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Old 05-06-2018, 06:20 AM
 
10,274 posts, read 6,510,807 times
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Quote:
Originally Posted by tickyul View Post
Uck, a new home smells to me like ripoff and problems. If you are going to get squeezed on a 20K car purchase....imagine the "fun" that can be had when buying a new 300K home. A new home can have cracking concrete for years. That is not biggie, concrete cracks. The problem is, the cracks that signal a defective implementation of the foundation, those babies show-up and you have "real" fun to deal with.
Sometimes it's better to buy an older home or even one that is 20 years old, that way you know it has settled on the foundation and there are no problems that may come up in a few years like Chinese drywall, etc.
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Old 05-06-2018, 08:21 PM
 
711 posts, read 397,663 times
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Quote:
Originally Posted by LifeIsGood01 View Post
Sometimes it's better to buy an older home or even one that is 20 years old, that way you know it has settled on the foundation and there are no problems that may come up in a few years like Chinese drywall, etc.
Is Chinese drywall still being used in new construction?
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Old 05-06-2018, 08:53 PM
 
10,274 posts, read 6,510,807 times
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Originally Posted by SanyBelle View Post
Is Chinese drywall still being used in new construction?
No but I just mentioned it because whatever the next problem may be may not be found a few years after you buy a new house, where older homes won't have this new problem.
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Old 05-06-2018, 08:58 PM
 
Location: Denver CO
19,043 posts, read 10,066,076 times
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Older homes can still have older problems, like asbestos and lead paint. Just because a house is older doesn't make it trouble free.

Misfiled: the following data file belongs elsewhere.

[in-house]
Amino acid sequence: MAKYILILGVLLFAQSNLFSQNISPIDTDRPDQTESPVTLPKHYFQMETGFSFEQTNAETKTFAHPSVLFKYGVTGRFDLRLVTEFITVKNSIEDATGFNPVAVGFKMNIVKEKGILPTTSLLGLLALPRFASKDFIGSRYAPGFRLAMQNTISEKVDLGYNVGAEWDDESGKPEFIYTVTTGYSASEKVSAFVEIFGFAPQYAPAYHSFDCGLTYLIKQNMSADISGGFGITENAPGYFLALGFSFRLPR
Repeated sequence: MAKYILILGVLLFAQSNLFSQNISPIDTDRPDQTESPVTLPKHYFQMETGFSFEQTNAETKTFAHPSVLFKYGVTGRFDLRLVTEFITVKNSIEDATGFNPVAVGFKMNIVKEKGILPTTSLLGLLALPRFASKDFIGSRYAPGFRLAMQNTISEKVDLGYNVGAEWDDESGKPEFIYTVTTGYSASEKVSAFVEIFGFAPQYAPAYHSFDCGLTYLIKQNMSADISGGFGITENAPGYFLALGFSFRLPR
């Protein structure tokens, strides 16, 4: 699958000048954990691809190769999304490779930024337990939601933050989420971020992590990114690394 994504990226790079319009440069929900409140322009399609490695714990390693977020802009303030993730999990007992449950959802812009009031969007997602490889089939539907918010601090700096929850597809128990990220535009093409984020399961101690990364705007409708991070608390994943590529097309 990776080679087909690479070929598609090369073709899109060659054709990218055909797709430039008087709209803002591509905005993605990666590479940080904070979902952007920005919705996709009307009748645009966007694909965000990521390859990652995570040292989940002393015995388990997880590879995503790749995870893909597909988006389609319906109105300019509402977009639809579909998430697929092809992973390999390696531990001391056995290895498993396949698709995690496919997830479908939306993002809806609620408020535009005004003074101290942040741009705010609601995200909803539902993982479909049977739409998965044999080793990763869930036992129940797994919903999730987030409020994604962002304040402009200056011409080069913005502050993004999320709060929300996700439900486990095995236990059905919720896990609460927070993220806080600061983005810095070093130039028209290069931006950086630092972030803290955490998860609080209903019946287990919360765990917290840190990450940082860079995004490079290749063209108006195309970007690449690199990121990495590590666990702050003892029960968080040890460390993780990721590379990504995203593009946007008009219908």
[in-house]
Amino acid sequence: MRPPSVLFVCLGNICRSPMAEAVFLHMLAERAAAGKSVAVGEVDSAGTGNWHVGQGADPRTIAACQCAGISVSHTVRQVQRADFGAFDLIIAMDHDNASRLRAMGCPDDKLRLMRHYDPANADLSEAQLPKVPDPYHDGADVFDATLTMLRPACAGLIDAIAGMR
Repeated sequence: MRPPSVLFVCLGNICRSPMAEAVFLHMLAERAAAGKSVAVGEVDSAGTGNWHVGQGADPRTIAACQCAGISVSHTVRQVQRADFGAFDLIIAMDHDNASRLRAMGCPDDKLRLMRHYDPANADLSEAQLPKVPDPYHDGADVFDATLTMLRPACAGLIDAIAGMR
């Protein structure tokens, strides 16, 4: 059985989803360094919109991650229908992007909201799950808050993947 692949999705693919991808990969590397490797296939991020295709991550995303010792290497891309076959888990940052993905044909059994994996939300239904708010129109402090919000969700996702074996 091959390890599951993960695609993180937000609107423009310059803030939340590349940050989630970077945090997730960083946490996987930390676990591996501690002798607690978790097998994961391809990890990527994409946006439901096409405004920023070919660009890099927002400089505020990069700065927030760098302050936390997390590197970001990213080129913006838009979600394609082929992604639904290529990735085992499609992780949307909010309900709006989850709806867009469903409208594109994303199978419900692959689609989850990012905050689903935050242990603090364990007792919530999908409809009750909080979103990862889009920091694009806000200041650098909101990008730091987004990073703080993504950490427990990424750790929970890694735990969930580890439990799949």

Like everything, there are pros and cons to buying new. Lots of people think the pros outweigh the cons. If you are not one of those people, then don't buy new construction. But there's no objectively correct answer here.
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Old 05-06-2018, 09:01 PM
 
10,274 posts, read 6,510,807 times
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Quote:
Originally Posted by emm74 View Post
Older homes can still have older problems, like asbestos and lead paint. Just because a house is older doesn't make it trouble free.

Like everything, there are pros and cons to buying new. Lots of people think the pros outweigh the cons. If you are not one of those people, then don't buy new construction. But there's no objectively correct answer here.
I would love a new home one day and I would take a risk, but if a home is less than 20 years old it should not have lead or asbestos. Even older than that you shouldn't find those problems, but i'm just taking that number for instance if you want a home that is not too old nor brand new.
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Old 05-06-2018, 10:01 PM
 
Location: Columbia SC
7,972 posts, read 6,725,053 times
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Upgrade the major things like flooring, cabinets, doors, windows, toilets, counter tops, wiring, etc. Go cheap on the easy to replace things like door knobs, towel racks, light fixtures, etc. As an example, I had each room wired for a fan and a switch on the wall controlling it but I installed the fans.
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